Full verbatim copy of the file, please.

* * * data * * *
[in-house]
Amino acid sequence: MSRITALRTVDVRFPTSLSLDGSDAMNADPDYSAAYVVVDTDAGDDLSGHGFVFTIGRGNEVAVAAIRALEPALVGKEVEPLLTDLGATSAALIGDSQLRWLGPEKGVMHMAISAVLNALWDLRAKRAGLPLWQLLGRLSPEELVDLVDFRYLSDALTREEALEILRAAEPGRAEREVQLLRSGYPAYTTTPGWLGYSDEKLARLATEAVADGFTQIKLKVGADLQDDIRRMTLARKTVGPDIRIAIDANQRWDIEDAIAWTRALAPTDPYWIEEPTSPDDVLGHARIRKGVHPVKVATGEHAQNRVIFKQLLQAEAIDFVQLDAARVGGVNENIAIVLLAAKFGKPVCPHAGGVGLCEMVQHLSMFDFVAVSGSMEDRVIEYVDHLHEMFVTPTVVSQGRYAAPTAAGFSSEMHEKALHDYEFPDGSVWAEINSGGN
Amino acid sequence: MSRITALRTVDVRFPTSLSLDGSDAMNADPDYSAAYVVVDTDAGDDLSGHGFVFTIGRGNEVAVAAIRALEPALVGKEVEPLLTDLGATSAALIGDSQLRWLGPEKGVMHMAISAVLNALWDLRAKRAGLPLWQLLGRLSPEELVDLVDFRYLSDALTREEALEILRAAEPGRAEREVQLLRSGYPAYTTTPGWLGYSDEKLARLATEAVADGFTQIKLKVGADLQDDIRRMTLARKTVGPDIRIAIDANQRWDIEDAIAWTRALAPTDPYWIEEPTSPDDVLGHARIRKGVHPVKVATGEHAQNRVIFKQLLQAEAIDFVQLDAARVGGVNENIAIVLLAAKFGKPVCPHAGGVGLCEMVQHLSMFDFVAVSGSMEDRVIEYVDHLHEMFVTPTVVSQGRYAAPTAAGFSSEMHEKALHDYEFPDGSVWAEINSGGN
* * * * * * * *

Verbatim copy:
[in-house]
Amino acid sequence: MSRITALRTVDVRFPTSLSLDGSDAMNADPDYSAAYVVVDTDAGDDLSGHGFVFTIGRGNEVAVAAIRALEPALVGKEVEPLLTDLGATSAALIGDSQLRWLGPEKGVMHMAISAVLNALWDLRAKRAGLPLWQLLGRLSPEELVDLVDFRYLSDALTREEALEILRAAEPGRAEREVQLLRSGYPAYTTTPGWLGYSDEKLARLATEAVADGFTQIKLKVGADLQDDIRRMTLARKTVGPDIRIAIDANQRWDIEDAIAWTRALAPTDPYWIEEPTSPDDVLGHARIRKGVHPVKVATGEHAQNRVIFKQLLQAEAIDFVQLDAARVGGVNENIAIVLLAAKFGKPVCPHAGGVGLCEMVQHLSMFDFVAVSGSMEDRVIEYVDHLHEMFVTPTVVSQGRYAAPTAAGFSSEMHEKALHDYEFPDGSVWAEINSGGN
Amino acid sequence: MSRITALRTVDVRFPTSLSLDGSDAMNADPDYSAAYVVVDTDAGDDLSGHGFVFTIGRGNEVAVAAIRALEPALVGKEVEPLLTDLGATSAALIGDSQLRWLGPEKGVMHMAISAVLNALWDLRAKRAGLPLWQLLGRLSPEELVDLVDFRYLSDALTREEALEILRAAEPGRAEREVQLLRSGYPAYTTTPGWLGYSDEKLARLATEAVADGFTQIKLKVGADLQDDIRRMTLARKTVGPDIRIAIDANQRWDIEDAIAWTRALAPTDPYWIEEPTSPDDVLGHARIRKGVHPVKVATGEHAQNRVIFKQLLQAEAIDFVQLDAARVGGVNENIAIVLLAAKFGKPVCPHAGGVGLCEMVQHLSMFDFVAVSGSMEDRVIEYVDHLHEMFVTPTVVSQGRYAAPTAAGFSSEMHEKALHDYEFPDGSVWAEINSGGN